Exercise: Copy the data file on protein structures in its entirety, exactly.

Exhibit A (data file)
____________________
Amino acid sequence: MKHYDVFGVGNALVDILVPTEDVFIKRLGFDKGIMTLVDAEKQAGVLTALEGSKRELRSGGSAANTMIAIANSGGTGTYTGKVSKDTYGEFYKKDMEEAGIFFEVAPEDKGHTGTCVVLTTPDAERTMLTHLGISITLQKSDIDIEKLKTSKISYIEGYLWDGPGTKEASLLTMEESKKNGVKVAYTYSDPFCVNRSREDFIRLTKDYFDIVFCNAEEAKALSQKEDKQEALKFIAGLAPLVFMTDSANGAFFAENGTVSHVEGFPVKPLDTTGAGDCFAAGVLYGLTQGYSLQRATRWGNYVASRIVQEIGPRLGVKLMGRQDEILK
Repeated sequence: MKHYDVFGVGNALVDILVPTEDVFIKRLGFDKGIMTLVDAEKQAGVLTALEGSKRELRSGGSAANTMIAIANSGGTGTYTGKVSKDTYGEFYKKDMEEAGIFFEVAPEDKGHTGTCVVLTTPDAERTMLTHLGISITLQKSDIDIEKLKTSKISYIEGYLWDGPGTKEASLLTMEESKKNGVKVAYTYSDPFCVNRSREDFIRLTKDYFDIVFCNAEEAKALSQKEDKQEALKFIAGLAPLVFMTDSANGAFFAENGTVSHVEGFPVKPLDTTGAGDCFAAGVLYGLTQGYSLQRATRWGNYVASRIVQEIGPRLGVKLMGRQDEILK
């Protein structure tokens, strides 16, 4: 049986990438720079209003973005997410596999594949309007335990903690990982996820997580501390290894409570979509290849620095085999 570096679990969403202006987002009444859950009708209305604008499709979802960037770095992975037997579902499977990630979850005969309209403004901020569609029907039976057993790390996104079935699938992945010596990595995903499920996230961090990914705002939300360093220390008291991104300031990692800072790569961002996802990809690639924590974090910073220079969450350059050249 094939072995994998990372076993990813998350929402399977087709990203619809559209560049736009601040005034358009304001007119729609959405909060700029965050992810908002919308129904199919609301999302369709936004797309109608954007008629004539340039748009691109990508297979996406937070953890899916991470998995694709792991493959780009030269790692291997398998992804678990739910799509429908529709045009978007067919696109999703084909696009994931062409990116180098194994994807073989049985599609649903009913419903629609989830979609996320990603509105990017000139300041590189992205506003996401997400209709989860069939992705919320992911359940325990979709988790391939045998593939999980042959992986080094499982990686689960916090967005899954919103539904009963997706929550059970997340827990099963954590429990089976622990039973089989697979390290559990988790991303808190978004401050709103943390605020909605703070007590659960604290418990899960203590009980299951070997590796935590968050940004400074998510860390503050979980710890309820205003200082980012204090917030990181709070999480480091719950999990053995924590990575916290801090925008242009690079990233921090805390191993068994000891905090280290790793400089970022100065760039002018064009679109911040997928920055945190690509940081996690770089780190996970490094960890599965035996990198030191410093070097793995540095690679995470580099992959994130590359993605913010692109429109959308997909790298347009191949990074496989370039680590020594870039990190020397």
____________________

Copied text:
Amino acid sequence: MKHYDVFGVGNALVDILVPTEDVFIKRLGFDKGIMTLVDAEKQAGVLTALEGSKRELRSGGSAANTMIAIANSGGTGTYTGKVSKDTYGEFYKKDMEEAGIFFEVAPEDKGHTGTCVVLTTPDAERTMLTHLGISITLQKSDIDIEKLKTSKISYIEGYLWDGPGTKEASLLTMEESKKNGVKVAYTYSDPFCVNRSREDFIRLTKDYFDIVFCNAEEAKALSQKEDKQEALKFIAGLAPLVFMTDSANGAFFAENGTVSHVEGFPVKPLDTTGAGDCFAAGVLYGLTQGYSLQRATRWGNYVASRIVQEIGPRLGVKLMGRQDEILK
Repeated sequence: MKHYDVFGVGNALVDILVPTEDVFIKRLGFDKGIMTLVDAEKQAGVLTALEGSKRELRSGGSAANTMIAIANSGGTGTYTGKVSKDTYGEFYKKDMEEAGIFFEVAPEDKGHTGTCVVLTTPDAERTMLTHLGISITLQKSDIDIEKLKTSKISYIEGYLWDGPGTKEASLLTMEESKKNGVKVAYTYSDPFCVNRSREDFIRLTKDYFDIVFCNAEEAKALSQKEDKQEALKFIAGLAPLVFMTDSANGAFFAENGTVSHVEGFPVKPLDTTGAGDCFAAGVLYGLTQGYSLQRATRWGNYVASRIVQEIGPRLGVKLMGRQDEILK
């Protein structure tokens, strides 16, 4: 049986990438720079209003973005997410596999594949309007335990903690990982996820997580501390290894409570979509290849620095085999 570096679990969403202006987002009444859950009708209305604008499709979802960037770095992975037997579902499977990630979850005969309209403004901020569609029907039976057993790390996104079935699938992945010596990595995903499920996230961090990914705002939300360093220390008291991104300031990692800072790569961002996802990809690639924590974090910073220079969450350059050249 094939072995994998990372076993990813998350929402399977087709990203619809559209560049736009601040005034358009304001007119729609959405909060700029965050992810908002919308129904199919609301999302369709936004797309109608954007008629004539340039748009691109990508297979996406937070953890899916991470998995694709792991493959780009030269790692291997398998992804678990739910799509429908529709045009978007067919696109999703084909696009994931062409990116180098194994994807073989049985599609649903009913419903629609989830979609996320990603509105990017000139300041590189992205506003996401997400209709989860069939992705919320992911359940325990979709988790391939045998593939999980042959992986080094499982990686689960916090967005899954919103539904009963997706929550059970997340827990099963954590429990089976622990039973089989697979390290559990988790991303808190978004401050709103943390605020909605703070007590659960604290418990899960203590009980299951070997590796935590968050940004400074998510860390503050979980710890309820205003200082980012204090917030990181709070999480480091719950999990053995924590990575916290801090925008242009690079990233921090805390191993068994000891905090280290790793400089970022100065760039002018064009679109911040997928920055945190690509940081996690770089780190996970490094960890599965035996990198030191410093070097793995540095690679995470580099992959994130590359993605913010692109429109959308997909790298347009191949990074496989370039680590020594870039990190020397």